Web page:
Universities in Saxony to Hold 85% of Classes Online Due to COVID-19

Germany Europe by Erudera News Oct 12, 2020

studying from home

Students in Saxony, a region of Germany, will have to follow lectures virtually even during the winter semester due to COVID-19 pandemic developments.

The spokesman for Technical University of Dresden Konrad Kästner said that about 85 per cent of the courses would take place remotely.

According to Kästner, the University of Dresden has been prepared more to hold courses online this semester, compared to the spring semester when the pandemic hit the world and shifting to online learning happened so quickly.

According to him, teachers have been trained, technology for video conferences is better, and there are digital materials which can be accessed by students anytime. Moreover, in most cases, exams are also possible to be held online.

On the other hand, there are recommendations that more face-to-face lectures should take place for the first-year students in order to simplify the start of their studies as well as enable them to form teams.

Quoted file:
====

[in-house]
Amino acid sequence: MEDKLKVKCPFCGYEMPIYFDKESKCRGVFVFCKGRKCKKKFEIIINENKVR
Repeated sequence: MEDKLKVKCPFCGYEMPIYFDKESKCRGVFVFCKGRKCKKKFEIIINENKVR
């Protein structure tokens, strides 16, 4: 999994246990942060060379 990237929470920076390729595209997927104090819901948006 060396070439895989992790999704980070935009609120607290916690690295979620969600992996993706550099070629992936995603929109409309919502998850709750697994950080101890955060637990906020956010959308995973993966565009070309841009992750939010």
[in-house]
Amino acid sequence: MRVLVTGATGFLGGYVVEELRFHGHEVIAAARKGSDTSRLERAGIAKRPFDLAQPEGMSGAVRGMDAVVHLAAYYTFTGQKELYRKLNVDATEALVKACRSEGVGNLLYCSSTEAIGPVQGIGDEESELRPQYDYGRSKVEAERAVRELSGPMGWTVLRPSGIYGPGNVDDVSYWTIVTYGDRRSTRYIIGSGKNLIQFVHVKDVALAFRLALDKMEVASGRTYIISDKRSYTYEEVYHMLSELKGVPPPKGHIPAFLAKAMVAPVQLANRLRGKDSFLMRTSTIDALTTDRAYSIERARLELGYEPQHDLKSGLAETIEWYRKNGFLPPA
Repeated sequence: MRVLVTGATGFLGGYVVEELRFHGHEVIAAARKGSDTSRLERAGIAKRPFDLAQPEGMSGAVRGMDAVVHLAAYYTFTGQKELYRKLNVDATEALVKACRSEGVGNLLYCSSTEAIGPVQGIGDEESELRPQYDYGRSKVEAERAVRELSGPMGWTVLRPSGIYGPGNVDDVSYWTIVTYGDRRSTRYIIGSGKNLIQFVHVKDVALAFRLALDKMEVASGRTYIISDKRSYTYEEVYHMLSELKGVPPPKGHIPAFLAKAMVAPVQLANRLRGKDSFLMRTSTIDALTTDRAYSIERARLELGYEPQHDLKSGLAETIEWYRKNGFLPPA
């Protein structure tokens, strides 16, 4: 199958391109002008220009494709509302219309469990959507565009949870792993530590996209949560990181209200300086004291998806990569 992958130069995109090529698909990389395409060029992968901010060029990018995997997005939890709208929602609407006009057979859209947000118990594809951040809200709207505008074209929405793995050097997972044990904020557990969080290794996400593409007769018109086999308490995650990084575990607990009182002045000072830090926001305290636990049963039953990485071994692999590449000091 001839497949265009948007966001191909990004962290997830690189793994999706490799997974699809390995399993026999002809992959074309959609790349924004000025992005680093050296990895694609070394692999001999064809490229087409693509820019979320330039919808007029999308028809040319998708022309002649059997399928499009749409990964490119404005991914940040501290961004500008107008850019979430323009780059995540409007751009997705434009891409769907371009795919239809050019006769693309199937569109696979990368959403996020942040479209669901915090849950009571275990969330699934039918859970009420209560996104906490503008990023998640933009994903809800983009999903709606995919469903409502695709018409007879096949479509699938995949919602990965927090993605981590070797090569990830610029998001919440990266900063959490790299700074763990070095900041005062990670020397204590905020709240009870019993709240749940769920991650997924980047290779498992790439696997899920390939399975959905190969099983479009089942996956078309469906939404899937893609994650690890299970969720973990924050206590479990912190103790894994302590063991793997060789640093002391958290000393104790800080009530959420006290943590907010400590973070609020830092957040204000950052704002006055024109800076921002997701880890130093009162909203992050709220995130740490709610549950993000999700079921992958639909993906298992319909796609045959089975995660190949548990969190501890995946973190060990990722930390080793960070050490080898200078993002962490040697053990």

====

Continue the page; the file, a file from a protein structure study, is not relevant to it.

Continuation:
However, despite better preparation to continue lectures online even during this semester, yet the practical courses caused problems. The number of people in Audiomax has reduced from 900 to 100 listeners. Therefore the university hopes for an improvement in this situation by spring as well as to have an increase in the number of events that will take place on-site.

“We want to enable the students to attend phases or parts of their presence,” University spokesman Carsten Heckmann from Leipzig said.

Heckmann said that despite Coronavirus, the Leipzig university remains popular, claiming that the university has received over 40,000 applications only during the winter semester.

First-year students at Leipzig University will be welcomed on November 4, 2020.

While several universities in Germany continue to hold courses virtually in order to stop the further spread of COVID-19 among students, Germany has also approved an emergency aid lately which includes €100 million, through which the country offers funding to students in Germany affected by the Corona pandemic.

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